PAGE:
At 1276m above sea level, it is the highest mountain in Johore. Being so near to Singapore, it is one of the most popular day trek destination with hikers from Singapore. A trek to the summit can be very challenging for those new to hiking and a good level of fitness will be required. Some of the steepest portion have ropes or ladders to assist the hikers, a daunting task for those afraid of height. A round trip to the summit & back would take about 9hrs or more, therefore it will be important for day trippers to start early in order not to be caught in the dark on the descent.

About The Climb

Mt Ophir is one of the more challenging day trek among the mountains in West Malaysia.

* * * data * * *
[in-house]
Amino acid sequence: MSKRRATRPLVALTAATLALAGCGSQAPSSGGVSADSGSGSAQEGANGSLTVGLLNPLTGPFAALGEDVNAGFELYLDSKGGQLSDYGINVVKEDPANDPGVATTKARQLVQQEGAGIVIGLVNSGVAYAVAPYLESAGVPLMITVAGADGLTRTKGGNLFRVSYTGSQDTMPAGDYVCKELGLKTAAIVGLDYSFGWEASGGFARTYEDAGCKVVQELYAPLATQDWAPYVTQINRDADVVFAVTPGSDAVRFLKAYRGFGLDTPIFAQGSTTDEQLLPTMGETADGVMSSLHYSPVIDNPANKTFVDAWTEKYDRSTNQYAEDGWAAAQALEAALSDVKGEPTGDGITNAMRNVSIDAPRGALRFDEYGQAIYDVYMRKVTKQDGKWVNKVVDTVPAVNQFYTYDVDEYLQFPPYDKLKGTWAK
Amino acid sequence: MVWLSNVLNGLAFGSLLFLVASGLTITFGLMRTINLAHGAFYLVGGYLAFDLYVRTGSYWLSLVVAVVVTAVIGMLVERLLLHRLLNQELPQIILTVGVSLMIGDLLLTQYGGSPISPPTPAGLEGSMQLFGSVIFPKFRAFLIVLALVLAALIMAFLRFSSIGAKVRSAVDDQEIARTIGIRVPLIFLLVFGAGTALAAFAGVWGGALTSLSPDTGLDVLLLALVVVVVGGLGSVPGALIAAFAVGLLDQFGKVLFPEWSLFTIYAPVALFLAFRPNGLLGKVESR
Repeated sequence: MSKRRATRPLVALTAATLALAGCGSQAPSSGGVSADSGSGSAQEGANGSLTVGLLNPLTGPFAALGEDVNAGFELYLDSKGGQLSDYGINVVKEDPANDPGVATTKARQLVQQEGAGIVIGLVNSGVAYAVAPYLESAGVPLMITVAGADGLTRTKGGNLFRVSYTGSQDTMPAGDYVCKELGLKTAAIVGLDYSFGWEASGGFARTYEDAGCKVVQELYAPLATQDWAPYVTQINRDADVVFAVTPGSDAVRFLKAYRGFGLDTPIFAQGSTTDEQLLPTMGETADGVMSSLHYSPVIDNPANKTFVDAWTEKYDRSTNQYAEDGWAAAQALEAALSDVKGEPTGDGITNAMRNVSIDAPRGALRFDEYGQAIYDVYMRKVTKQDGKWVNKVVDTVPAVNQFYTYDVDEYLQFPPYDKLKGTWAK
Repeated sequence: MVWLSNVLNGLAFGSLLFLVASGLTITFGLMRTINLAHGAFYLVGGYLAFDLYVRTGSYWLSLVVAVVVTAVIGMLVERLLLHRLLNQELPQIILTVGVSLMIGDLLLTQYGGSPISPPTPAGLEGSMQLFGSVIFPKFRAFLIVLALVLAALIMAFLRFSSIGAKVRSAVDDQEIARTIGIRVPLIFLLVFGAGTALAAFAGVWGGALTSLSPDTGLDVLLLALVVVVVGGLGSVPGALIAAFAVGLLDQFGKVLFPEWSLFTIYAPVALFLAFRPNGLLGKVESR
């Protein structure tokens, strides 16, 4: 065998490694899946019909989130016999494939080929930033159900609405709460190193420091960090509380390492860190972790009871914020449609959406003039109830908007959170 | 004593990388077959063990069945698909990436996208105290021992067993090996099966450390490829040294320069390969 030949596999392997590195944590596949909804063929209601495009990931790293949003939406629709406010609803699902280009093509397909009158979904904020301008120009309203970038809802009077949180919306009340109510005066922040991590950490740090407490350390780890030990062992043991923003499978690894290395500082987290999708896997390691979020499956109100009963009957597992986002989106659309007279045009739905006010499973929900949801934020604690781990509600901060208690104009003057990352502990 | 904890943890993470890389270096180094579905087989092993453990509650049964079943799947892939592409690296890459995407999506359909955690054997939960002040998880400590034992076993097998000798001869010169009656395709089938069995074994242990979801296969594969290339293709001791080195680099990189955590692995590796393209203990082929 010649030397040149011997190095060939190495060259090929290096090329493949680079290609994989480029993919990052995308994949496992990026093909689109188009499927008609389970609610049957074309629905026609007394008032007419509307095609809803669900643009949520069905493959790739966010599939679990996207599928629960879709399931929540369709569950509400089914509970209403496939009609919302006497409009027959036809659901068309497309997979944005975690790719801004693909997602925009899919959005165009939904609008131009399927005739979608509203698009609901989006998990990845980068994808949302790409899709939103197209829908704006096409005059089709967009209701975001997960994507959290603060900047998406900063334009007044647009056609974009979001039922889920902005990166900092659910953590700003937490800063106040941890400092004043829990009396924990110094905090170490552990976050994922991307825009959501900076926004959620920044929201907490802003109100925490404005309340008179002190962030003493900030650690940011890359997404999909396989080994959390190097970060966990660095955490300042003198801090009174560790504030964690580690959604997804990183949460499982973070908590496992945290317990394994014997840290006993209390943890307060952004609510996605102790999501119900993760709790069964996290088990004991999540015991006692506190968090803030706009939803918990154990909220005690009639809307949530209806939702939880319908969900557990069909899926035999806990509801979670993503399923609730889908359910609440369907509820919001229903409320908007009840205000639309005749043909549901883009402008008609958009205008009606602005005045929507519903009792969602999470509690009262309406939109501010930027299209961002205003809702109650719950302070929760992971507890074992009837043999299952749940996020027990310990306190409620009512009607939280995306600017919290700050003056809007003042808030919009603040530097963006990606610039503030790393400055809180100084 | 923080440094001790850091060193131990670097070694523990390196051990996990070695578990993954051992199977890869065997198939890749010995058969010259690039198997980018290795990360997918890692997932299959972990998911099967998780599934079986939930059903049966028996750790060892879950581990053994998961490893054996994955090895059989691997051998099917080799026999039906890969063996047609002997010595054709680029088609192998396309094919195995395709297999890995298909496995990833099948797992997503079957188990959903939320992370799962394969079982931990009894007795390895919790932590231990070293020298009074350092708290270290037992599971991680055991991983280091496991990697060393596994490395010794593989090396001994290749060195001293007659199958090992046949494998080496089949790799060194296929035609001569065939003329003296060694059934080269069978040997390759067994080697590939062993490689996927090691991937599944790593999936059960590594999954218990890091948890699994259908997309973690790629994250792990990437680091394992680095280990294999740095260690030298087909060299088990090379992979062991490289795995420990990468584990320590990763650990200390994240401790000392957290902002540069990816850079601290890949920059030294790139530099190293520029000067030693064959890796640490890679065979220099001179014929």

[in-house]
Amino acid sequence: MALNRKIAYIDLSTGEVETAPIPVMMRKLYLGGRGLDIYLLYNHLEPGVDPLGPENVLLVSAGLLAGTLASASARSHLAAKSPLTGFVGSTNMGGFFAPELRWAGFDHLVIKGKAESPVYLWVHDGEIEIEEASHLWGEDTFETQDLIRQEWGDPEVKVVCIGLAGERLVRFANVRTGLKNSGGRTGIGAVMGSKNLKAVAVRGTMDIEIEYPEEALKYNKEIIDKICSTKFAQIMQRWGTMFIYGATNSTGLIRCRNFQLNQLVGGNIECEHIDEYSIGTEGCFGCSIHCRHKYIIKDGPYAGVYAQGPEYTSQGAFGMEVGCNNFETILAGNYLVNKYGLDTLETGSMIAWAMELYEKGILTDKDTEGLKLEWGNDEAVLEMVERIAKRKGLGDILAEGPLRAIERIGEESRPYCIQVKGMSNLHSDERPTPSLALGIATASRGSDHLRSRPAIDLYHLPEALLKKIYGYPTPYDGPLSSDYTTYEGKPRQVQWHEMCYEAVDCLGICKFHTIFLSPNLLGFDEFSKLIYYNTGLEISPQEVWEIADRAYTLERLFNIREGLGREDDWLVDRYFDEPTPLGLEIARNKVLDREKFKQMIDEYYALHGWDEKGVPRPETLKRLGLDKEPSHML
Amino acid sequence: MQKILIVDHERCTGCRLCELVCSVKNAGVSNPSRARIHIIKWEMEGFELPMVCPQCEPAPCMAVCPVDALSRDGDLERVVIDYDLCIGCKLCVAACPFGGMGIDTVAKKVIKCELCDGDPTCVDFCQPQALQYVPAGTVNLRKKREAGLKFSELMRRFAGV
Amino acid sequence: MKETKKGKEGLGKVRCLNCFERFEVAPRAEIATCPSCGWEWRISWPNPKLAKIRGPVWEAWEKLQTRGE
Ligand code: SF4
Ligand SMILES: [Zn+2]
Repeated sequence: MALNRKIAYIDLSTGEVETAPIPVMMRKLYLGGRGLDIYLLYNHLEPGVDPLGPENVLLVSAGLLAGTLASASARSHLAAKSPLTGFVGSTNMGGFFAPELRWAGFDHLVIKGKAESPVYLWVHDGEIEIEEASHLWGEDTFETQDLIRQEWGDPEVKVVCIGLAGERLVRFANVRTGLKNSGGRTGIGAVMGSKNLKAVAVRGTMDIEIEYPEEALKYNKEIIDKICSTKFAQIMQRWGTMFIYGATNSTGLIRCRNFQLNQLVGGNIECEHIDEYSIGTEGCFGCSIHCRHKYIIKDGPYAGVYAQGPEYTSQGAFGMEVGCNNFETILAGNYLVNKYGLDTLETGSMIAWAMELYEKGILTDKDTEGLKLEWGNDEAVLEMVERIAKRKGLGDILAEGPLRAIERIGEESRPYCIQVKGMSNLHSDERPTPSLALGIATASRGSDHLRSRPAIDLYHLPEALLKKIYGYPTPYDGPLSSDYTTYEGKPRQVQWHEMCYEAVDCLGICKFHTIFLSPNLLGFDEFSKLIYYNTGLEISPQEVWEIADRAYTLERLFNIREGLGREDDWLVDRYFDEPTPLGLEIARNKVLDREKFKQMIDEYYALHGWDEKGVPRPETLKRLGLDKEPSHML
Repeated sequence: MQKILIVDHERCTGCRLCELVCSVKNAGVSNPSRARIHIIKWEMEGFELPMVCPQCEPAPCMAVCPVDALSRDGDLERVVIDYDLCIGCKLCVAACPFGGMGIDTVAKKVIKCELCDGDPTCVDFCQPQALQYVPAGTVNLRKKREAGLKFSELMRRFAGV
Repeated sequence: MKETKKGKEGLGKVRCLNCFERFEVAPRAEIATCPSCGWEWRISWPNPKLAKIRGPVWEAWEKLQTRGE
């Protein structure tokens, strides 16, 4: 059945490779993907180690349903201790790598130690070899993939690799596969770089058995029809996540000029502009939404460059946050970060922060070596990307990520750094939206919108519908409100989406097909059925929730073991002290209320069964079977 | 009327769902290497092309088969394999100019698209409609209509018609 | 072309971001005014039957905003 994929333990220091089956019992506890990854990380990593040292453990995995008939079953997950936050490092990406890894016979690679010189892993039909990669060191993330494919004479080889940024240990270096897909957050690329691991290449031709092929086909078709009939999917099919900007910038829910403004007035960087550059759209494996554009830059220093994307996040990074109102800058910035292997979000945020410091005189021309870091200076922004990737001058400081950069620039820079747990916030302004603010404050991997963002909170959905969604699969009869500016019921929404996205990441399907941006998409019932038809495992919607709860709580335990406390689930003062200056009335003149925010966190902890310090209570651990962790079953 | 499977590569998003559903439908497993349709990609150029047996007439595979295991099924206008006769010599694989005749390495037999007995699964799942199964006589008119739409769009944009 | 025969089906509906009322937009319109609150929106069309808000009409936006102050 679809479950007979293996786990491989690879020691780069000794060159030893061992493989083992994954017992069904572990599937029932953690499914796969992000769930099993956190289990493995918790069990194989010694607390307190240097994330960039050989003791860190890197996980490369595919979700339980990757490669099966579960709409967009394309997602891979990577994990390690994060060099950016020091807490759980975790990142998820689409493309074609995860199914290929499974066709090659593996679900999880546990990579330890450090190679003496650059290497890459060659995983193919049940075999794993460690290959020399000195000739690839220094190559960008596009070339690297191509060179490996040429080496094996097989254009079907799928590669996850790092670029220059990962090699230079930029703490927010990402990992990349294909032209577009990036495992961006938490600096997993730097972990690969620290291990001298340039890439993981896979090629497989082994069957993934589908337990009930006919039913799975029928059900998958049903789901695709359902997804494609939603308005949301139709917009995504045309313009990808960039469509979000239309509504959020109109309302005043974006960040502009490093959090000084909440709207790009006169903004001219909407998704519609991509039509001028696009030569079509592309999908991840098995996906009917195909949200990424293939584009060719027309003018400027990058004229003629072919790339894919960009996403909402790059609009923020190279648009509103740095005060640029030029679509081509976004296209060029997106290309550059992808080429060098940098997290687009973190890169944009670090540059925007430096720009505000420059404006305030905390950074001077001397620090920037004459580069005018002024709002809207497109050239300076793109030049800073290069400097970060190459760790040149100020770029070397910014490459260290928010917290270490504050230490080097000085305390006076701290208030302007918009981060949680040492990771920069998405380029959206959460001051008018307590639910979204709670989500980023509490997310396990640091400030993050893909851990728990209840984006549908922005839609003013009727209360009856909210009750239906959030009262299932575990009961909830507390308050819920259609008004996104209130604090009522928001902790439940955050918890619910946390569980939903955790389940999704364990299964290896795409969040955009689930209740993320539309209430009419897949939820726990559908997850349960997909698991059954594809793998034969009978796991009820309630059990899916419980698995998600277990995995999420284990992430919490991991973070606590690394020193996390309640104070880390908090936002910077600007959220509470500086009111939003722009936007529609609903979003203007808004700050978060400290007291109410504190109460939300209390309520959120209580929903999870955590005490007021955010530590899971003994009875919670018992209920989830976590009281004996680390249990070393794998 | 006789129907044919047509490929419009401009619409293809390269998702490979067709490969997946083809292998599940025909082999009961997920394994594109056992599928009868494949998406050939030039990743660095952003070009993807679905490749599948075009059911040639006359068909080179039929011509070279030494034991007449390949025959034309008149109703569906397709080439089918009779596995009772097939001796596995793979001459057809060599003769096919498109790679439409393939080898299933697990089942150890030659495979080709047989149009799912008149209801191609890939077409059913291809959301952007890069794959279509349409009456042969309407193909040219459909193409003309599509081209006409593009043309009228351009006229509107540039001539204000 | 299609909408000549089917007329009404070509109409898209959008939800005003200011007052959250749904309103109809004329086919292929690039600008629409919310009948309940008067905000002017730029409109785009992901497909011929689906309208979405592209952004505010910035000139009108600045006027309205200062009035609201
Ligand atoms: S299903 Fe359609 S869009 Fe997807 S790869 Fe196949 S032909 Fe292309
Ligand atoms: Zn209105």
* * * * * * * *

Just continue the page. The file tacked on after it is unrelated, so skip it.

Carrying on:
Our Mt Ophir itinerary starts with a 4am pre-dawn 2.5hrs to 3hrs drive to Mt Ophir's foothill. The aim is to reach the foothill by 7-30am and start trekking by 8-830am. After meeting the local guides and settling all the pre-climb arrangements at the National Park Office, we will start trekking.

Our trek to the summit is via the main Lagenda trail.

There are 8 Check Points on the Lagenda trail to the summit with a split route after CP3. We will trek from CP1 to CP3 and take the more direct route up to CP5 and KFC (Killing Fitness Centre), skipping the longer diversion to the right, eastward to CP4.

The route starts from the National Park Office with a series of concrete steps to gradual rainforest terrain from CP1 (Bukit Semput) to CP2 (Hentian Meranti) to Cp3 (Batu Orkid). The steep and challenging sections are all after CP3.